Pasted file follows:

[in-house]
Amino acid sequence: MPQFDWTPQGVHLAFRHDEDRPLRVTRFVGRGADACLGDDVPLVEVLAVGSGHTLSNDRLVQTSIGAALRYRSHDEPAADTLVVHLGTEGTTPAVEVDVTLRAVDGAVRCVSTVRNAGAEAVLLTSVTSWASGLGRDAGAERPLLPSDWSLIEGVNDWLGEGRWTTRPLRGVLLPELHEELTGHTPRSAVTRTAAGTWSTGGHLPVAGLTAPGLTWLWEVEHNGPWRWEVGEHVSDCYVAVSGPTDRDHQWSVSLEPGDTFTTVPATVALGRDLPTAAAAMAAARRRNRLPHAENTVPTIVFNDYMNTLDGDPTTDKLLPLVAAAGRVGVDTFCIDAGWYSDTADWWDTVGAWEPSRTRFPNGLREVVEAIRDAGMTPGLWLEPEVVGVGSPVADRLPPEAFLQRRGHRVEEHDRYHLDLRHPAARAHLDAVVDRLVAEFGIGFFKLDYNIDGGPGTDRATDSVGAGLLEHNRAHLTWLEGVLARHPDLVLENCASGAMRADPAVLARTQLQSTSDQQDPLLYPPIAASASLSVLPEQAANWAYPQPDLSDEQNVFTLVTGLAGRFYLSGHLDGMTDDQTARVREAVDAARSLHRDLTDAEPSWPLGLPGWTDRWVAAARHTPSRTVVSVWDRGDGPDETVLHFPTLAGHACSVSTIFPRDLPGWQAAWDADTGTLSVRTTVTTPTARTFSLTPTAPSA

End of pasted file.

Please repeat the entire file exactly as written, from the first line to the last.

[in-house]
Amino acid sequence: MPQFDWTPQGVHLAFRHDEDRPLRVTRFVGRGADACLGDDVPLVEVLAVGSGHTLSNDRLVQTSIGAALRYRSHDEPAADTLVVHLGTEGTTPAVEVDVTLRAVDGAVRCVSTVRNAGAEAVLLTSVTSWASGLGRDAGAERPLLPSDWSLIEGVNDWLGEGRWTTRPLRGVLLPELHEELTGHTPRSAVTRTAAGTWSTGGHLPVAGLTAPGLTWLWEVEHNGPWRWEVGEHVSDCYVAVSGPTDRDHQWSVSLEPGDTFTTVPATVALGRDLPTAAAAMAAARRRNRLPHAENTVPTIVFNDYMNTLDGDPTTDKLLPLVAAAGRVGVDTFCIDAGWYSDTADWWDTVGAWEPSRTRFPNGLREVVEAIRDAGMTPGLWLEPEVVGVGSPVADRLPPEAFLQRRGHRVEEHDRYHLDLRHPAARAHLDAVVDRLVAEFGIGFFKLDYNIDGGPGTDRATDSVGAGLLEHNRAHLTWLEGVLARHPDLVLENCASGAMRADPAVLARTQLQSTSDQQDPLLYPPIAASASLSVLPEQAANWAYPQPDLSDEQNVFTLVTGLAGRFYLSGHLDGMTDDQTARVREAVDAARSLHRDLTDAEPSWPLGLPGWTDRWVAAARHTPSRTVVSVWDRGDGPDETVLHFPTLAGHACSVSTIFPRDLPGWQAAWDADTGTLSVRTTVTTPTARTFSLTPTAPSA